JOINT BASE SAN ANTONIO-RANDOLPH, Texas —
An educational program July 27-31 at Joint Base San
Antonio-Randolph Youth Programs gave a group of preteens an opportunity to
immerse themselves in activities ranging from 3-D printing to video game
The students participated in the STEM-Maker Camp conducted
by instructors from Geekbus, a program operated by SASTEMIC, a San Antonio
nonprofit organization that is an advocacy group for science, technology,
engineering and math.
“We try to get kids
interested or find out if they are already interested in the different STEM
areas,” Jason Culwell, SASTEMIC educational facilitator, said. “We focus on
things that are easy for us to teach and are the most engaging for the kids.”
Each day brought a different activity for the 8- to
13-year-old participants – 3-D printing on Monday, stop-motion animation on
Tuesday, robotics on Wednesday, computer programming and soldering on Thursday
and video game design on Friday.
Students also spent time on the Geekbus itself, a mobile
makerspace that came to the camp on Thursday. Inside the Geekbus are 3-D
printers, robotics, electronics and a variety of materials for students to use
in their STEM explorations.
“It’s a very hands-on experience for the kids,” Andrea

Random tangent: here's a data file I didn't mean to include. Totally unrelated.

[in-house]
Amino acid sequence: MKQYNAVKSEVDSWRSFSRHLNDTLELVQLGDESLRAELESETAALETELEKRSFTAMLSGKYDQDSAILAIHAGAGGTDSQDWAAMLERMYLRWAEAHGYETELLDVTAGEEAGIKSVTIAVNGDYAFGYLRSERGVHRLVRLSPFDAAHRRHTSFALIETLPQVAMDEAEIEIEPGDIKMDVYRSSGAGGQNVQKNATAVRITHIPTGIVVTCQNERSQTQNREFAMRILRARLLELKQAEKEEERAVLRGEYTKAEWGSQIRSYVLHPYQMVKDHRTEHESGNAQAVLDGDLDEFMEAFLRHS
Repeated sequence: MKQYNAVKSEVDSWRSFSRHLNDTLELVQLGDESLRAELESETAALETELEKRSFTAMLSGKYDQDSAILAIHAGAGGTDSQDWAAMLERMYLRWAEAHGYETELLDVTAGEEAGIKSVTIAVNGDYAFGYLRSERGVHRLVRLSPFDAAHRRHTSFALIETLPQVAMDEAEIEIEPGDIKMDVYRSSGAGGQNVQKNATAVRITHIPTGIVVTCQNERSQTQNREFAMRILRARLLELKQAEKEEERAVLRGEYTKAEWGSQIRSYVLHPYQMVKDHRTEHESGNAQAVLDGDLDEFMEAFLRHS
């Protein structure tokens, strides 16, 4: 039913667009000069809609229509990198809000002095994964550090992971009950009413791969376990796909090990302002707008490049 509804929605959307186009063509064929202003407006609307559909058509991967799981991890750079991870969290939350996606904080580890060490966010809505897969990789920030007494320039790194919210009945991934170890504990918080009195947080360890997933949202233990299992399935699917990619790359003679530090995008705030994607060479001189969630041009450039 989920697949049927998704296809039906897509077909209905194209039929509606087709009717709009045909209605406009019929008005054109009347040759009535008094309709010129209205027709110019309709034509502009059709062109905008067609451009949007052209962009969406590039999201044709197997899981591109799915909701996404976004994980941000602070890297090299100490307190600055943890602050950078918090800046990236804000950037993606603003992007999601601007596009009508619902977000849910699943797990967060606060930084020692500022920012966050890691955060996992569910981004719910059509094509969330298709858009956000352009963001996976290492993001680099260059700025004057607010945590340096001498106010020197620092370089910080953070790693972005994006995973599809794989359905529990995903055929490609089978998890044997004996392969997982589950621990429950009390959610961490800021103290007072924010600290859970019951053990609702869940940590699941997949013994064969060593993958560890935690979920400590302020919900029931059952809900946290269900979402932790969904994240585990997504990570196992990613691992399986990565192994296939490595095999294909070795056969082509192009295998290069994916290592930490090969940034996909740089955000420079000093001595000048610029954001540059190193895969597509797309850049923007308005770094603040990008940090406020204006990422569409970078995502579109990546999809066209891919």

Black, JBSA-Youth Programs coordinator, said of the STEM-Maker Camp. “This is
the first time we’ve offered this camp; we’re starting to explore STEM more in
Davis Chancey, an 11-year-old sixth-grader, said he enrolled
in the camp because his mother thought it would be interesting. It turned out
she was right.
“I love it,” he said. “The best part was building a Lego
robot. You program them and tell them what to do. It’s fun.”
Davis also enjoyed learning soldering techniques to make
robot pins and looked forward to video game design on the last day of the camp.
“Video game design is my favorite,” he said. “I want to be a
Culwell said each activity helps students in a variety of
ways. He pointed to stop-motion animation as an example.
“It helps them with developing patience and gives them an
eye for the placement of things,” he said. “It helps with spatial orientation.”
Luke Survis, who is assigned to the 502nd Force Support
Squadron as part of the Career Broadener Program, said Geekbus’ educational
facilitators keep the camp lively and make it more challenging each day.
“The facilitators are doing a good job making it
entertaining for the kids,” he said. “Each day it takes more skill, and that
holds their attention better.”
Culwell said the summer camp and Geekbus activities during
the school year allow students to better understand STEM subject areas, but the
hands-on experiences also help them decide if they’re interested in pursuing
jobs in the technology sector.
“There are a lot of high-tech jobs out on the market not
being filled because we don’t have enough people with the right skills,” he
said. “We help them develop those skills. They’re the future, and if we don’t
have enough kids interested in STEM, they will grow up to be adults who aren’t
interested and there won’t be enough adults to keep the world running at the
level of technology we’re used to.”